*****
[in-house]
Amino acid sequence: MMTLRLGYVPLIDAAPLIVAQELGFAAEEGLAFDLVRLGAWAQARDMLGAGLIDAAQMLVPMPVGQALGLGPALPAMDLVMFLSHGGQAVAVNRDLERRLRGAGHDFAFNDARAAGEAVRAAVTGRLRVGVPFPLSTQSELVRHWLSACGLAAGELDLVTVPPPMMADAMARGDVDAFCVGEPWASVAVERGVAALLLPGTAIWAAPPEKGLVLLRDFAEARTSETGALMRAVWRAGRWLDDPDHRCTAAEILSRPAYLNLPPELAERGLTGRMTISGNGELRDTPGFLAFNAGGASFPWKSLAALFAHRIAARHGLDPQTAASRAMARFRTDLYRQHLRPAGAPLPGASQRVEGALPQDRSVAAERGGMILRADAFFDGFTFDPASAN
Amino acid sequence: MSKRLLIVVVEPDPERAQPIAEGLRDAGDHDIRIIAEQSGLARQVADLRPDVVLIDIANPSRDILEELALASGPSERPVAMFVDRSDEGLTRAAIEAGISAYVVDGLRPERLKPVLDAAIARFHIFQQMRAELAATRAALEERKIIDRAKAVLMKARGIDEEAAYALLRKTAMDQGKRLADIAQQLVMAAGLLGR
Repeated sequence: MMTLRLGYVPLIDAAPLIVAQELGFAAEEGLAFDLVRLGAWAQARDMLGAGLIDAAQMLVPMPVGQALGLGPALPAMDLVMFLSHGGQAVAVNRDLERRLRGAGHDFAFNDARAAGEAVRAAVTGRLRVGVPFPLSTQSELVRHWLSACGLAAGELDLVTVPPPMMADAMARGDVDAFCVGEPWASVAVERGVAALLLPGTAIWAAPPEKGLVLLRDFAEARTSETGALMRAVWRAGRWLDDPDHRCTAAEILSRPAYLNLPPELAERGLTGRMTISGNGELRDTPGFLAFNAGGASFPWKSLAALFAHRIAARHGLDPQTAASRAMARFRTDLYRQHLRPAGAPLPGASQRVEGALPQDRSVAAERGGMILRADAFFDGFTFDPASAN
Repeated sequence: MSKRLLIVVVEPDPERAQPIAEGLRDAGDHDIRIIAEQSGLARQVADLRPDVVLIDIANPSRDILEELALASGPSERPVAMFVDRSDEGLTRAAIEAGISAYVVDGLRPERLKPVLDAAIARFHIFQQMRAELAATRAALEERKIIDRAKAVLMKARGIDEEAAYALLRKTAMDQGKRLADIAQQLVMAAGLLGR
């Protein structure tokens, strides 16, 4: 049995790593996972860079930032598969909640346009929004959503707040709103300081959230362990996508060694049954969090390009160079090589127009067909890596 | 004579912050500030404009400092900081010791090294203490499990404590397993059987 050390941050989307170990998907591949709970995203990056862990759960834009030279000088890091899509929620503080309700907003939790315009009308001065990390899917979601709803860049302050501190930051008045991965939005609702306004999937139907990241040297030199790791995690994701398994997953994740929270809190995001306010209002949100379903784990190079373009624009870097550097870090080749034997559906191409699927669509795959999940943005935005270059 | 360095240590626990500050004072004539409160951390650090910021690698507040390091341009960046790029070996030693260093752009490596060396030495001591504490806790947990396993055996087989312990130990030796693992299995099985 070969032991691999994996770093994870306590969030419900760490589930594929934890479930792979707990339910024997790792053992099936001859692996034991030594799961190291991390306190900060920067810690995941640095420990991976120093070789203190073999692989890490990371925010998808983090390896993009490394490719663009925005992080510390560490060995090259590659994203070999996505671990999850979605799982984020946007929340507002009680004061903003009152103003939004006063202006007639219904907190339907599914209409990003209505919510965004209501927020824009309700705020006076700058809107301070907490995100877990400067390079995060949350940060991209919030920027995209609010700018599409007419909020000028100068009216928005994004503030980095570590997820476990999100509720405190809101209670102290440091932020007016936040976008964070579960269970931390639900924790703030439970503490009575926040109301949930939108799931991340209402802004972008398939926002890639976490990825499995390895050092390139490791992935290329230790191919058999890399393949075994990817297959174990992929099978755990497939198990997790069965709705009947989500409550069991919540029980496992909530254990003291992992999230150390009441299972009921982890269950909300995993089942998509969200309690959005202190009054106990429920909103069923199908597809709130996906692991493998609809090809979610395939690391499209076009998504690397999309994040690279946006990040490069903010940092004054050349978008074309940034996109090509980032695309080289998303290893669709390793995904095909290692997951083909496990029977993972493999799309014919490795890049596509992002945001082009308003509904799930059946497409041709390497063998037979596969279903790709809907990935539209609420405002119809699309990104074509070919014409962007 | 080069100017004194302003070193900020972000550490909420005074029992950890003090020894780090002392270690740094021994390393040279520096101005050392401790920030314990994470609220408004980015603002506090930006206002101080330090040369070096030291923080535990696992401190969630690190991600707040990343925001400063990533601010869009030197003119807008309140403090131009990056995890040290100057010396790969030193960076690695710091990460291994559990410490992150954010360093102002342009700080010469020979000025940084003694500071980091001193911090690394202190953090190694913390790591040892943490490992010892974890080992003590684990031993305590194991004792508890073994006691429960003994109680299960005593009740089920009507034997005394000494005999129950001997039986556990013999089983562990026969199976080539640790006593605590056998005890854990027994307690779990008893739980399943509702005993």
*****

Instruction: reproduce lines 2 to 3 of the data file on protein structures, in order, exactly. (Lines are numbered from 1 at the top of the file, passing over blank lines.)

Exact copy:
Amino acid sequence: MMTLRLGYVPLIDAAPLIVAQELGFAAEEGLAFDLVRLGAWAQARDMLGAGLIDAAQMLVPMPVGQALGLGPALPAMDLVMFLSHGGQAVAVNRDLERRLRGAGHDFAFNDARAAGEAVRAAVTGRLRVGVPFPLSTQSELVRHWLSACGLAAGELDLVTVPPPMMADAMARGDVDAFCVGEPWASVAVERGVAALLLPGTAIWAAPPEKGLVLLRDFAEARTSETGALMRAVWRAGRWLDDPDHRCTAAEILSRPAYLNLPPELAERGLTGRMTISGNGELRDTPGFLAFNAGGASFPWKSLAALFAHRIAARHGLDPQTAASRAMARFRTDLYRQHLRPAGAPLPGASQRVEGALPQDRSVAAERGGMILRADAFFDGFTFDPASAN
Amino acid sequence: MSKRLLIVVVEPDPERAQPIAEGLRDAGDHDIRIIAEQSGLARQVADLRPDVVLIDIANPSRDILEELALASGPSERPVAMFVDRSDEGLTRAAIEAGISAYVVDGLRPERLKPVLDAAIARFHIFQQMRAELAATRAALEERKIIDRAKAVLMKARGIDEEAAYALLRKTAMDQGKRLADIAQQLVMAAGLLGR